The IRS views failing to pay payroll taxes as the cardinal sin of tax delinquency because a large portion of the payroll taxes are your employees’ withholdings.
Not paying your company’s payroll taxes is equivalent to stealing your employees’ money in the eyes of the IRS. If the IRS even senses that you are trying to avoid taxes by failing to pay payroll taxes, not only will the IRS impose expensive penalties and interest fees, but you could also be charged with a federal crime. Unpaid payroll taxes, therefore, could cause a business owner to lose his or her freedom and could completely close down a business. This means it should be an employer’s primary responsibility to collect federal taxes and the employee portion of Federal Insurance Contributions Act tax and pass this money on to the IRS. Because it is considered a trust tax, the IRS views non-payment of payroll taxes as theft, and the IRS notice process will be accelerated. As a result, penalties for failing to pay your payroll taxes and filing your payroll tax returns on time are much more severe than other types of penalties. They can drastically multiply the amount you owe in a very short time.
The IRS is extremely aggressive pursuing collection of this type of tax. They would rather seize your business assets, close you down, sell your assets at auction, and put you out of business than allow you to continue amassing additional payroll tax liabilities.
If you owe payroll taxes to the IRS, the agency can come after your business assets and your personal assets. A Trust Fund Recovery Penalty (TFRP) is a civil penalty assessed by the IRS against a party, or parties, deemed responsible and willful for not turning over certain employment (payroll) taxes to the government in the form of payroll tax deposits. These taxes are commonly known as trust fund taxes, because employers are required to hold the taxes “in trust” until they are turned over to the IRS. The total unpaid trust fund taxes of a corporation or LLC can be converted to a TFRP against one or more parties (usually the business owners), at which time a business tax liability becomes a personal tax liability of the responsible party. After this occurs, the IRS will begin the collection process against the individual taxpayer.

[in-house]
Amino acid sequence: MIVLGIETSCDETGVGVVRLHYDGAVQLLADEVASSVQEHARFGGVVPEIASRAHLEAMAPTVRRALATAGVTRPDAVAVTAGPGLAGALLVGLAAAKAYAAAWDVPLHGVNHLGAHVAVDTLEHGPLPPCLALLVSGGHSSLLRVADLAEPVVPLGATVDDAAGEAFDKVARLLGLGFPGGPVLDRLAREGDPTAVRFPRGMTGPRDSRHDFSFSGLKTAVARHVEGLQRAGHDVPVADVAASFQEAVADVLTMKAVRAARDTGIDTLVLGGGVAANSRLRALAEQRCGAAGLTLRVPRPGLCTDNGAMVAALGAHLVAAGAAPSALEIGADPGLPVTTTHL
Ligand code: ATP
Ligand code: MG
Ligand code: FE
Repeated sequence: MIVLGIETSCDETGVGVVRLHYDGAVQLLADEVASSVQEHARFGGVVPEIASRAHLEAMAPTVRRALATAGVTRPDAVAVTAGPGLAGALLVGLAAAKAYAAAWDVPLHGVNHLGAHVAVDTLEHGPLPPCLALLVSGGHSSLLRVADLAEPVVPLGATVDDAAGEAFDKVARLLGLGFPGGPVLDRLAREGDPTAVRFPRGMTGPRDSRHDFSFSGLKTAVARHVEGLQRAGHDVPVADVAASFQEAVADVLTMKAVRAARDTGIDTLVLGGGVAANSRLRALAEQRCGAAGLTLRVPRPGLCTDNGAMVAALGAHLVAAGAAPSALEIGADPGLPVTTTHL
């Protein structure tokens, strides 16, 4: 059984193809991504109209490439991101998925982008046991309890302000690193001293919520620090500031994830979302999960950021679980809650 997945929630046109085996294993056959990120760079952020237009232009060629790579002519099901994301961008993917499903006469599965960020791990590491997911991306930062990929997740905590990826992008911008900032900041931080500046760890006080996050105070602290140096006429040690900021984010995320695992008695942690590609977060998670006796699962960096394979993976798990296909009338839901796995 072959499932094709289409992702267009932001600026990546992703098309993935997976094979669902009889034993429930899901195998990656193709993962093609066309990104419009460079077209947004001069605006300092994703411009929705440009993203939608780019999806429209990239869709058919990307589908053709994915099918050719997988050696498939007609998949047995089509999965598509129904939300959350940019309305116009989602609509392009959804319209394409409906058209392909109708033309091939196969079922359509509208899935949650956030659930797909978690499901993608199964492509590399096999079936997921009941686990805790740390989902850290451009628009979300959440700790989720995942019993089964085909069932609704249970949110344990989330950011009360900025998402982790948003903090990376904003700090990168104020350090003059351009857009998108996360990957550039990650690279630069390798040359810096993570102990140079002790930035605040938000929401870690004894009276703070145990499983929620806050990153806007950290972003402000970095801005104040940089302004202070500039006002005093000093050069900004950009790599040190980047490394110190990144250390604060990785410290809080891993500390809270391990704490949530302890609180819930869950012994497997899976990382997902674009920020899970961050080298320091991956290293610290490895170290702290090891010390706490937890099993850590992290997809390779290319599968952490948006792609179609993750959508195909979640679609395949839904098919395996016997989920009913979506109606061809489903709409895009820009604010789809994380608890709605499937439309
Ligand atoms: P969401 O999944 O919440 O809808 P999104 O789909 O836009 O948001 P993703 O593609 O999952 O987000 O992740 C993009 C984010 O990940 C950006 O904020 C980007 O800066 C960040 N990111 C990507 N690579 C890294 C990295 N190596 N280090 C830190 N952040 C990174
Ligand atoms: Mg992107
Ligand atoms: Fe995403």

If you are behind on payroll taxes, it is imperative that you get the help of a professional who understands tax law and the way the IRS operates. The way you handle your initial contact with the IRS can make or break your chances of staying in business. DO NOT meet with the IRS on your own. How you answer their initial questions can determine whether you stay in business or not. It is critical you hire a professional representative who knows how the IRS operates.
If you have payroll tax problems, there are solutions available to you! We have helped business owners resolve their tax debt problems and protect their businesses. We know how important your business is to your income and your livelihood. Creating a solution for your payroll tax problem shouldn’t just be about helping you avoid the IRS; it should be about saving your company from being seized. Most importantly, it’s about safeguarding your freedom.
We help our clients by assessing their current situation and helping them find answers that will best preserve their ability to stay in business. If you are delinquent on payroll taxes, contact us today!